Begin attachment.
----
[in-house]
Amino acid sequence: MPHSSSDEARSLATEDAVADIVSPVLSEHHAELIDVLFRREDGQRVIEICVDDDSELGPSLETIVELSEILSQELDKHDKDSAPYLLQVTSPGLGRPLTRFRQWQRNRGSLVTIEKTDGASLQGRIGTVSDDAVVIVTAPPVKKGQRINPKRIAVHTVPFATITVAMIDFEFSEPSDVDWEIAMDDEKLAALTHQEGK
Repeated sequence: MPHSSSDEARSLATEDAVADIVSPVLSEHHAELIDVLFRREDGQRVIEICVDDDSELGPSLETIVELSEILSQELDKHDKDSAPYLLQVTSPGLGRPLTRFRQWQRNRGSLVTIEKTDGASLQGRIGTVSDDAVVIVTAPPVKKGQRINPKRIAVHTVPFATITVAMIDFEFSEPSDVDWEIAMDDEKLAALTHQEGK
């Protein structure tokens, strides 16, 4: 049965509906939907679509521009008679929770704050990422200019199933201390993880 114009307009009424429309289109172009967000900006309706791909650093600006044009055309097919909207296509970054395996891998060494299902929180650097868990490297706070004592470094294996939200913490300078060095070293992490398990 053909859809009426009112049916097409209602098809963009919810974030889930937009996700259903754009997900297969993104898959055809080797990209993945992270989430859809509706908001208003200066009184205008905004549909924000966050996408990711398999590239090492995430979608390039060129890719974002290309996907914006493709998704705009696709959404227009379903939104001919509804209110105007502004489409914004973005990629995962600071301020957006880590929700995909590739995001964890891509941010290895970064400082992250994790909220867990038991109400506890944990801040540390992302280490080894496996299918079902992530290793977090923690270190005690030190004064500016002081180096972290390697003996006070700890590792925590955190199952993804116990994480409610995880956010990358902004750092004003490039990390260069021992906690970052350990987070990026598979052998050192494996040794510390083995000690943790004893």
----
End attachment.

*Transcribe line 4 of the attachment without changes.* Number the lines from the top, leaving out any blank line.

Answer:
């Protein structure tokens, strides 16, 4: 049965509906939907679509521009008679929770704050990422200019199933201390993880 114009307009009424429309289109172009967000900006309706791909650093600006044009055309097919909207296509970054395996891998060494299902929180650097868990490297706070004592470094294996939200913490300078060095070293992490398990 053909859809009426009112049916097409209602098809963009919810974030889930937009996700259903754009997900297969993104898959055809080797990209993945992270989430859809509706908001208003200066009184205008905004549909924000966050996408990711398999590239090492995430979608390039060129890719974002290309996907914006493709998704705009696709959404227009379903939104001919509804209110105007502004489409914004973005990629995962600071301020957006880590929700995909590739995001964890891509941010290895970064400082992250994790909220867990038991109400506890944990801040540390992302280490080894496996299918079902992530290793977090923690270190005690030190004064500016002081180096972290390697003996006070700890590792925590955190199952993804116990994480409610995880956010990358902004750092004003490039990390260069021992906690970052350990987070990026598979052998050192494996040794510390083995000690943790004893």